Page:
Although Times Square still physically exists—a live camera even shows a costumed Batman posing for photos—without its usual cacophony of life, the tourist destination, like the rest of New York City, is not itself.
Now, months after the peak of the Covid-19 crisis in March and April, New Yorkers are starting to inch outside of their apartments, and finding a city without the droves of international tourists filling the sidewalks outside of 30 Rock, Radio City Music Hall and Katz’s Delicatessen. And the city’s roadmap for the return of its tourism industry hinges on encouraging further exploration by its locals.
“We’re not in a position of talking to visitors right now; we’re talking to locals more than ever before,” said Nancy Mammana, CMO of NYC & Company, the private firm that serves as the city’s destination marketing organization. “We’re hoping we can get folks to rediscover New York while there aren’t tourists. It’s theirs to explore.”
It’s a big change from 2019, when nearly 66 million visitors visited the city’s five boroughs—the 10th consecutive year of tourism growth—generating $7 billion in local tax revenue. That has dropped precipitously, with demand down 50% in the hotel sector and more than 30,000 jobs lost in that sector alone.
Because of the unpredictability of the Covid-19 pandemic, the roadmap will operate in stages, similar to the Gov. Andrew Cuomo’s statewide phased reopening plan. The first was Rise, which already ended, emphasizing education through content largely from NYC & Company’s own website. During the depths of the pandemic, it encouraged New Yorkers to experience each borough through famous movies and TV shows, like Tom’s Restaurant in Manhattan’s Morningside Heights, which served as the exterior of George and Jerry’s hangout in Seinfield. The website was also home to virtual tours of attractions such as Central Park, the Bronx Zoo and Grand Central Terminal.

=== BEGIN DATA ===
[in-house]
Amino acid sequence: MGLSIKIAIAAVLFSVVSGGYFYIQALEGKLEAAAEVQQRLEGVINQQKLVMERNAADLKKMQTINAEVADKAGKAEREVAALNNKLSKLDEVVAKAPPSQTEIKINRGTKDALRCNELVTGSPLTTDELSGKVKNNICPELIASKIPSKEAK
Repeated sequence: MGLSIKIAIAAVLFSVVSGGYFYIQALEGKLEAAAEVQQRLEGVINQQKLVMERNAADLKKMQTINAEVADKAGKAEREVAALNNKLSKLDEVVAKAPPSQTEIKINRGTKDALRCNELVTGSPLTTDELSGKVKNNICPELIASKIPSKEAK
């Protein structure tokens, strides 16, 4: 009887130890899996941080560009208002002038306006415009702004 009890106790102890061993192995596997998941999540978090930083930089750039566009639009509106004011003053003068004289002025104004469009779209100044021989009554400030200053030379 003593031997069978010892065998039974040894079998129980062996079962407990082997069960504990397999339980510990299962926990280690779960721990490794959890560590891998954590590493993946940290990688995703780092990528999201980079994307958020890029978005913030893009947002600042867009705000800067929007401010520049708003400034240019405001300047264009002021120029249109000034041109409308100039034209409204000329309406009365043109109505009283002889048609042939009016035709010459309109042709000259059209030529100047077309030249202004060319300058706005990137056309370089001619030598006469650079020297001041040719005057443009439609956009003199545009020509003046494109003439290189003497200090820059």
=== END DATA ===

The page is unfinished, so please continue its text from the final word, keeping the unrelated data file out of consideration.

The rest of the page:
The city is now in its Renew stage, aimed at “inspiring New Yorkers and those within a short drive” to explore safely. NYC & Company is already working with local businesses and restaurants to create daily itineraries for featured neighborhoods.
Slated for the end of the summer and the fall is the Recover stage, which will see the city launch a “vibrancy” campaign, with an emphasis on encouraging confidence in travel. By the fourth business quarter of this year, Mammana hopes to broaden the scope of the campaign to drive-to destinations, “if everything goes well.”
It’ll also be rolling out a program akin to the city’s famed Restaurant Week, albeit without prix-fixe menus. Instead, restaurants will be able to offer their own discounts or specials, and will be promoted by NYC & Company. Whether winter’s Restaurant Week will take place is still undetermined.
“It didn’t feel like it made sense to do it the way it always has been, given the state of the industry,” Mammana said. “We wanted to go with a program that was effective but also allowed for a little bit of looser restrictions.”
For New Yorkers sick of their apartments after months of social distancing, NYC & Company will be working alongside its hotel partners to encourage staycations across its social channels. The city will also be asking well-known New Yorkers to become ambassadors for their favorite digs, similar to a Postmates campaign in April.
Each facet of the recovery is wrapped up in one overarching campaign titled “All In NYC”—a clever pun as the attractions are local and the campaign aimed at New Yorkers, who are known for rising above adversity. The campaign was created, pro bono, by the New York-based creative agency Aruliden and will largely run on digital and social channels. NYC & Company is currently working to secure corporate partnerships to expand its budget.
“Obviously, Broadway is a crown jewel, but beyond Broadway, there’s so much happening at the neighborhood level,” Mammana said. “We have a waterfront, we have parks and beaches. I don’t know how many New Yorkers know that, and it’s our job to promote it.”